17 year old with major knee problems; help!

Discussion in 'Health Nutrition and Supplements' started by Mike_Rides_Red, Aug 24, 2005.

  1. Mike_Rides_Red

    Mike_Rides_Red New Member

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    I’m 17 and have not been able to ride or do anything except walk short distances for almost 5 months. My knee pain first started when winter was ending in March when I went from 40 miles in a week to 90 miles. I always have my cadence above 90 and have the correct saddle height. I kept on riding not making a big deal of it and just thought that a little knee pain after a ride was normal. It got worse and worse until mid April I had to turn around on a ride because it was so bad. The pain was around the lower part of the knee cap and was really bad if I stood up.

    I went to the orthopedic surgeon and he said everything looked fine on the x-ray and was probably patella femoral syndrome. I went to physical therapy and the therapist thought my legs were very tight (since I never really made a effort to stretch before riding) and that put pressure on my patella which aggravated cartilage. She aggressively stretched my quads, hamstrings, IT band, and calves. My quads were extremely tight and after a week of almost painful stretching my quad were much more limber. The therapist also assigned me exercises to help strengthen the muscles around it. A few months went by and my legs were much more flexible but still had pain but then the pain changed from being around my knee cap (symptoms of patella femoral syndrome) to the patellar tendon below the kneecap. I don’t get why symptoms just change like that but after reading a little it could possibly be from the therapist being extremely aggressive stretching my quads it stretched out or made micro tears in my tendon. I went to therapy for 3 months and stopped because I couldn’t really tell I benefited from it.

    The orthopedic surgeon ordered an MRI of my knees to make sure it wasn’t a tendon tear but the MRI came back normal. The orthopedic surgeon said I probably now had tendonitis and that I should just try to not aggravate it and just let it rest. He said it might take a long time since tendons don’t heal very well. The therapist said I should do leg exercises to strengthen my leg muscles but that brings on irritation. The Doc says I should just rest it and have tried both and neither seem to make it better. That was 2 months ago….

    Walking short distances is not a problem but if I try to do anything strenuous my knees get hot and start hurting. I was taking NSAID’s to keep the inflammation down but I’ve read that they slow the healing process. I have to ice my a few times a day to control it. Tendons have a hard time healing because they don’t have a lot of blood flowing to them to repair the damaged cells so sending more blood to the . Why is inflammation bad? It should help the healing process since there is more blood going to the damaged area. Shouldn’t that be good? I know that inflammation is bad when you have arthritis since it starts deteriorating your joints and that inflammation attracts free radicals but what about to heal injured knees?

    Next week I am going to see a sports medicine doc that was a team doctor for the Tour De France. This is so frustrating to me because a major part of my life was riding/racing bikes and I haven’t been able to go on a ride, run, or do any sports for 5 months! Right now I would do anything just to be able to ride again. I have learned a lot about how to take care of your knees on a bike such as faithfully stretching, lots of float, and don’t jump mileage too quickly. Does anyone have any advice? Should it take this long? Should I try to strengthen my muscles are just let my knees rest? Sorry I wrote so much but I’m just hoping someone can point me in the right direction. Any help would be greatly appreciated.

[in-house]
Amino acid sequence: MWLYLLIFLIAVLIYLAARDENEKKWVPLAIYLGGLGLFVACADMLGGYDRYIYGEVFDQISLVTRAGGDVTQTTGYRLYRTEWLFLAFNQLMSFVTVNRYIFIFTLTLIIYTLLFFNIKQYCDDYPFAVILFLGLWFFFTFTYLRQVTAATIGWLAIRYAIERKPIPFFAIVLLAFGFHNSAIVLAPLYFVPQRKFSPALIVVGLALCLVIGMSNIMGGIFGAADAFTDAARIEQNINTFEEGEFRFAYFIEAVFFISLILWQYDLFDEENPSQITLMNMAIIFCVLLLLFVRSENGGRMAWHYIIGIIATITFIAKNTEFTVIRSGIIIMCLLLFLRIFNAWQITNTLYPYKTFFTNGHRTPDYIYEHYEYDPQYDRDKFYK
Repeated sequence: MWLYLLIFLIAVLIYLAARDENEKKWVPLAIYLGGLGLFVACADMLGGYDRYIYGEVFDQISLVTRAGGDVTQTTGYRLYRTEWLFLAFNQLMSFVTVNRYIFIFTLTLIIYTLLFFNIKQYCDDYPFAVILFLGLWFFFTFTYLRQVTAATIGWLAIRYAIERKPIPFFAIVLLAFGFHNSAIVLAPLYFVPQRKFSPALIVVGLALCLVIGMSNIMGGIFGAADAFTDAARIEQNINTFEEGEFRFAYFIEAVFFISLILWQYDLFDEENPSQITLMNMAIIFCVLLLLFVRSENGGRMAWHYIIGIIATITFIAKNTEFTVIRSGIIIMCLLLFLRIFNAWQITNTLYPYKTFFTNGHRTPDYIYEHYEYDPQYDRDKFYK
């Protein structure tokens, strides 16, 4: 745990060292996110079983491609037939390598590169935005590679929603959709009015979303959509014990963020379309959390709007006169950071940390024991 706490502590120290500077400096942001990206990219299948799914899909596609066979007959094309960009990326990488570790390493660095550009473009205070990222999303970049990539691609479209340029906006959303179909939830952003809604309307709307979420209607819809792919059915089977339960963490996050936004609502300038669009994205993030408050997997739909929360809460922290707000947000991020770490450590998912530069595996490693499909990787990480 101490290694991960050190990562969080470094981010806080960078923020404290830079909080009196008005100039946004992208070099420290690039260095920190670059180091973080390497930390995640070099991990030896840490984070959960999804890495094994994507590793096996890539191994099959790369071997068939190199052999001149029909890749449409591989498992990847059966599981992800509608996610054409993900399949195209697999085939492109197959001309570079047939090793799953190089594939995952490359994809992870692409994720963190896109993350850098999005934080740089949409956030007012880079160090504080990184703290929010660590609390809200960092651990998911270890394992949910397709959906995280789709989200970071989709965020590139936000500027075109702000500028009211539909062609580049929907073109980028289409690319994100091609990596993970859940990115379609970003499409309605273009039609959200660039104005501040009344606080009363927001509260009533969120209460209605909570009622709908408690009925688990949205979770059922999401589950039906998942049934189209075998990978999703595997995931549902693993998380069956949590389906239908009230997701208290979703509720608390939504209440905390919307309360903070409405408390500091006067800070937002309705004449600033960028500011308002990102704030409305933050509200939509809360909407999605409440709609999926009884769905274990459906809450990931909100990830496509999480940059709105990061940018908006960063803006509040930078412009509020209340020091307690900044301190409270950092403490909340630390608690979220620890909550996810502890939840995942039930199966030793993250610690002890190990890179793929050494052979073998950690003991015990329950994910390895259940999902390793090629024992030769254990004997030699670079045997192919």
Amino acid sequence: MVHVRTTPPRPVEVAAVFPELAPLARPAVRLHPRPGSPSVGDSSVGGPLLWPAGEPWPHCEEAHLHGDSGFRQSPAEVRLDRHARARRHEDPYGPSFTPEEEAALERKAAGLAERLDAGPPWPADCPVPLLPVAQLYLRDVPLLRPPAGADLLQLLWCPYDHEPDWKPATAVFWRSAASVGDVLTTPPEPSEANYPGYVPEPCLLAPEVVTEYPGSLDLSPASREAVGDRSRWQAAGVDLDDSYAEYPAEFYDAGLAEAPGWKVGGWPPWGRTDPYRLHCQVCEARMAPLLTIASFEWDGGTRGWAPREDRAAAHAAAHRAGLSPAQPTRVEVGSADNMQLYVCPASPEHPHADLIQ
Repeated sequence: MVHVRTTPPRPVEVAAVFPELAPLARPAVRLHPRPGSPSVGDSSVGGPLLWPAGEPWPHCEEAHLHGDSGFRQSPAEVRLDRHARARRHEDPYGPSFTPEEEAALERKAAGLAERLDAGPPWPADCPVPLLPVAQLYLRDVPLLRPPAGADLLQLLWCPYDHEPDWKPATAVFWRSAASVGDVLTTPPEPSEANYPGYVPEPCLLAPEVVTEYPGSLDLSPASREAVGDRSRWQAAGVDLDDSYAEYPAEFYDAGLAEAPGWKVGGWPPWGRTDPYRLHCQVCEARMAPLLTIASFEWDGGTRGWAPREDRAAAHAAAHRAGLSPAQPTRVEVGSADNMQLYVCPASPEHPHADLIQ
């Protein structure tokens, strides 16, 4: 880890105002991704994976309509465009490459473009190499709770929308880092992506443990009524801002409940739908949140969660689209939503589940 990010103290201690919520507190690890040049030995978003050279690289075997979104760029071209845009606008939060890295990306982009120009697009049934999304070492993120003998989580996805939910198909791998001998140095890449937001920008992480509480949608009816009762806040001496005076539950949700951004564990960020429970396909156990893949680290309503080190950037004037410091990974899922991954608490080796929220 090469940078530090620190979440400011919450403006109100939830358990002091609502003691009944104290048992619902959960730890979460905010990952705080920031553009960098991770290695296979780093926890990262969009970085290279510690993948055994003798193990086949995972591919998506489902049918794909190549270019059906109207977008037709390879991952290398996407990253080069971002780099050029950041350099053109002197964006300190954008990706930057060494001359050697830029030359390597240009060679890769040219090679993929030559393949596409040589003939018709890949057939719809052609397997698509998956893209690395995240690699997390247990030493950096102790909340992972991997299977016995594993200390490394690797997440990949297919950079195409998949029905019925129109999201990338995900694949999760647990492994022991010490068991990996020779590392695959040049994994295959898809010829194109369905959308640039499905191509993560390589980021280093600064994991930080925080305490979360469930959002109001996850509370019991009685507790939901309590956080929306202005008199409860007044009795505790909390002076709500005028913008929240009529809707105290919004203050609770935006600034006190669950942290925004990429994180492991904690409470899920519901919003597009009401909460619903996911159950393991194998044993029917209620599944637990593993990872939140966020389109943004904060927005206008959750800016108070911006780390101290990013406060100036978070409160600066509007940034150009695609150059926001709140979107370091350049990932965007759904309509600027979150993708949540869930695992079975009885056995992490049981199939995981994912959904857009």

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  2. bobke

    bobke New Member

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    Find a sports doctor who knows cycling, sounds like you have.
    Coordinate rehab with doctor who knows cycling with Physical therapist who works with doc or knows cycling.
    Your injuries are not serious but will take a while to sort out.
    You may in fact need to have complete rest and no exercise no stretching and no PT till pain goes away.
    Then careful rehab.
    Been there done that.
    Tom Danielson this season, same story.

    Good luck.
    I think muscle training and PT are the way out, stretching is often suggested but plays a smaller role than muscle imbalance and correcting that before milage is increased.

    Also very low gears, higher cadence 95 rpm, professional bike fit, shoes/orthotics, frame size, length of cranks--all should be looked at by people who know.
     
  3. bobke

    bobke New Member

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    Find a sports doctor who knows cycling, sounds like you have.
    Coordinate rehab with doctor who knows cycling with Physical therapist who works with doc or knows cycling.
    Your injuries are not serious but will take a while to sort out.
    You may in fact need to have complete rest and no exercise no stretching and no PT till pain goes away.
    Then careful rehab.
    Been there done that.
    Tom Danielson this season, same story.

    Good luck.
    I think muscle training and PT are the way to go, stretching is often suggested but plays a smaller role than muscle imbalance and correcting that before mielage is increased.

    Also very low gears, higher cadence 95 rpm, professional bike fit, shoes/orthotics, frame size, length of cranks--all should be looked at by people who know.
     
  4. dsdelis

    dsdelis New Member

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    HI Mike,

    I know how frustated you are. I am now on month 15 with patellar tendonitis. But good news, it does get better. It just takes a very long time. I bet you are now in the very early stages of healing. I think stretching is very important. The tension on that tendon needs to be released. A PT gave me some very helpful advice. He said to stretch the quads very lightly before you get out of bed and take your first steps in the morning. Be careful though, your muscles are cold from sleeping. Avoid any excercises that flex your knees more than 30 degrees. I think sometimes PT is a little too aggressive with injuries as tempermental as this. I am told that collagen synthesis does not begin until 100 days after the injury. Tendonitis is a breakdown of collagen within your tendon.